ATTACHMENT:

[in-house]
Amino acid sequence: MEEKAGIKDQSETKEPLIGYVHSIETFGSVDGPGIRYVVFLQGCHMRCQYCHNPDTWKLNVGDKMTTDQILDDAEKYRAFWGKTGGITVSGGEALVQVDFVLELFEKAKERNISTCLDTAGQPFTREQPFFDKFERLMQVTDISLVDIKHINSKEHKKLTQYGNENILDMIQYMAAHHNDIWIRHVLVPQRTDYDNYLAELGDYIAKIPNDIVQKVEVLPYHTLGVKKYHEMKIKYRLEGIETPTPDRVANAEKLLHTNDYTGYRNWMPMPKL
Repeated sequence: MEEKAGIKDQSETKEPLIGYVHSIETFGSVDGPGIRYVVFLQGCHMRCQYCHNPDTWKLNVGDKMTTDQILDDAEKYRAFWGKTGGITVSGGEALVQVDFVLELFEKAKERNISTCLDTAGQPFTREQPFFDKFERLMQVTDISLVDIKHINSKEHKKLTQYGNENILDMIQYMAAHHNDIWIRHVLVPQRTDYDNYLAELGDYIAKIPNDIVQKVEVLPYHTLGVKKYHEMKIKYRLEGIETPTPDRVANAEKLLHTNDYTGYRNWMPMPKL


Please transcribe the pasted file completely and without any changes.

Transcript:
[in-house]
Amino acid sequence: MEEKAGIKDQSETKEPLIGYVHSIETFGSVDGPGIRYVVFLQGCHMRCQYCHNPDTWKLNVGDKMTTDQILDDAEKYRAFWGKTGGITVSGGEALVQVDFVLELFEKAKERNISTCLDTAGQPFTREQPFFDKFERLMQVTDISLVDIKHINSKEHKKLTQYGNENILDMIQYMAAHHNDIWIRHVLVPQRTDYDNYLAELGDYIAKIPNDIVQKVEVLPYHTLGVKKYHEMKIKYRLEGIETPTPDRVANAEKLLHTNDYTGYRNWMPMPKL
Repeated sequence: MEEKAGIKDQSETKEPLIGYVHSIETFGSVDGPGIRYVVFLQGCHMRCQYCHNPDTWKLNVGDKMTTDQILDDAEKYRAFWGKTGGITVSGGEALVQVDFVLELFEKAKERNISTCLDTAGQPFTREQPFFDKFERLMQVTDISLVDIKHINSKEHKKLTQYGNENILDMIQYMAAHHNDIWIRHVLVPQRTDYDNYLAELGDYIAKIPNDIVQKVEVLPYHTLGVKKYHEMKIKYRLEGIETPTPDRVANAEKLLHTNDYTGYRNWMPMPKL